If everything goes as planned, the first lot of AstraZeneca’s vaccine, around 26 million doses, would be distributed to the people by this June, the PM said.
35 million doses more from the same company are under negotiation, the PM added.
PM Prayut also said the government has sought another 2 million doses from China’s Sinovac. He acknowledged the reports of its relatively low efficacy when tested in a clinical trial in Brazil recently, but defended that the results also depend on subjects, citing more positive outcomes in Turkey and Indonesia with over 90% effectiveness.
The PM also realized the need to cover a large number of the population with the vaccine so that it can be effective, at least 50% of the population or more, up to 70%. That, he said, could mean 33 million people being vaccinated, and if the program can massively start from June, that could also mean 9. 4 million doses administered to the people a month, or 313, 000 doses a day, or 26,000 doses an hour (12 hours).
So, providing the vaccination of Covid-19 vaccines to the citizens was a challenging task, PM Prayut had said, adding he had instructed the Public Health Ministry to come up with a vaccine administration plan immediately.
As of Friday, the Covid-19 vaccine administration sub-panel has approved the plan and target groups for Covid-19 vaccination here.
As revealed by the Disease Control Department’s Deputy Director-General Dr. Opas Karnkawinphong, the Covid vaccine administration plan is divided into three main phases.
The first phase would be the period under which the vaccines are still limited, from February to April. The target groups of this period would be medical and public health staff on the front line, patients with chronic diseases, senior people aged over 60, and concerned authorities on disease control duty in outbreak areas.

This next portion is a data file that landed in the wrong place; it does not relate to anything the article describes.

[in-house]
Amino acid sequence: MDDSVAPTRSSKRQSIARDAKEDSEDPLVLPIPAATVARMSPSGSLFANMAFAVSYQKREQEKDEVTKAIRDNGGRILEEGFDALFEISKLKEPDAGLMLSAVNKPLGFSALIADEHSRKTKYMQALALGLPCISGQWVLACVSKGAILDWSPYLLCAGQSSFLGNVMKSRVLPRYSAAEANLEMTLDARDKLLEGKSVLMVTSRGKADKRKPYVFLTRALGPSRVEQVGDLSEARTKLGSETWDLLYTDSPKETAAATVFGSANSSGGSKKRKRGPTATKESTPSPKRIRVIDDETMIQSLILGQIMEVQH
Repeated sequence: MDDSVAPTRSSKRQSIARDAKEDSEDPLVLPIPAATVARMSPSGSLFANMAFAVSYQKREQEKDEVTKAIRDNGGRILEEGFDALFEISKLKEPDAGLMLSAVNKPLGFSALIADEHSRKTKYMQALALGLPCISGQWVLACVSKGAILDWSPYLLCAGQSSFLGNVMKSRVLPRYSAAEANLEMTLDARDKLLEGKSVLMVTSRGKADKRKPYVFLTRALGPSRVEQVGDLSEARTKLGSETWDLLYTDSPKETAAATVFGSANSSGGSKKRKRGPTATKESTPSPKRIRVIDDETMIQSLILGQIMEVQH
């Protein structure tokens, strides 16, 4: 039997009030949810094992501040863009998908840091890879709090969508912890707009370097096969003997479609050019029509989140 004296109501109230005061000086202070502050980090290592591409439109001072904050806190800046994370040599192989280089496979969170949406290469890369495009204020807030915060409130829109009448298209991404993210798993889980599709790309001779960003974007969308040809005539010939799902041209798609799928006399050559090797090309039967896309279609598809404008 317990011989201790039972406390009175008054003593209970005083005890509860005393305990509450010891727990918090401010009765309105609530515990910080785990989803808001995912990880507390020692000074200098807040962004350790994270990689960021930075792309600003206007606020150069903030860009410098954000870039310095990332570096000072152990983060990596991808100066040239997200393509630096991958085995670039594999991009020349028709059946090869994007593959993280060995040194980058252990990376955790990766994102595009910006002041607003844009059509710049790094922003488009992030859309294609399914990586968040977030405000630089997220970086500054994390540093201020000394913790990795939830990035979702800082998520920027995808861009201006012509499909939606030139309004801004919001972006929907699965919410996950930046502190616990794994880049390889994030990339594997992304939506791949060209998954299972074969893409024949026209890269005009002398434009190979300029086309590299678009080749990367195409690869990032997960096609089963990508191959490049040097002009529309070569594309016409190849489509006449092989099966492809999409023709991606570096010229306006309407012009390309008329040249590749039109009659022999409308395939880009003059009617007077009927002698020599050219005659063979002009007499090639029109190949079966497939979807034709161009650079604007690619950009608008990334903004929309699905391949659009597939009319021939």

The second phase would be between May to December, during which those identified as being at high risk nationwide would receive the vaccines. And the last phase would be from next year on, during which the vaccines would be administered to help boost immunity for the rest of the citizens.
Dr. Opas said at least six advisory and working groups including that following the vaccines’ effects have been approved. And within four weeks, if any undesirable side effects emerge, the vaccination would be immediately suspended.
“Vaccines are one of the tools to help in disease control and prevention, but the best vaccines that we have today are still our mask wearing, frequent hand-washing, and social distancing. Although we are vaccinated, mask wearing is still a must,” said Dr. Opas.
As reported by the New York Times’s Coronavirus Vaccine Tracker, Sinovac’s vaccine is still in the Phase 3 clinical trial, but it has been approved for a limited use in China and Indonesia already.
AstraZeneca’s vaccine, meanwhile, is in both Phase 2 and Phase 3, as well as “combined phases”, and has been approved for an emergency use in Britain and elsewhere, according to the paper’s tracker.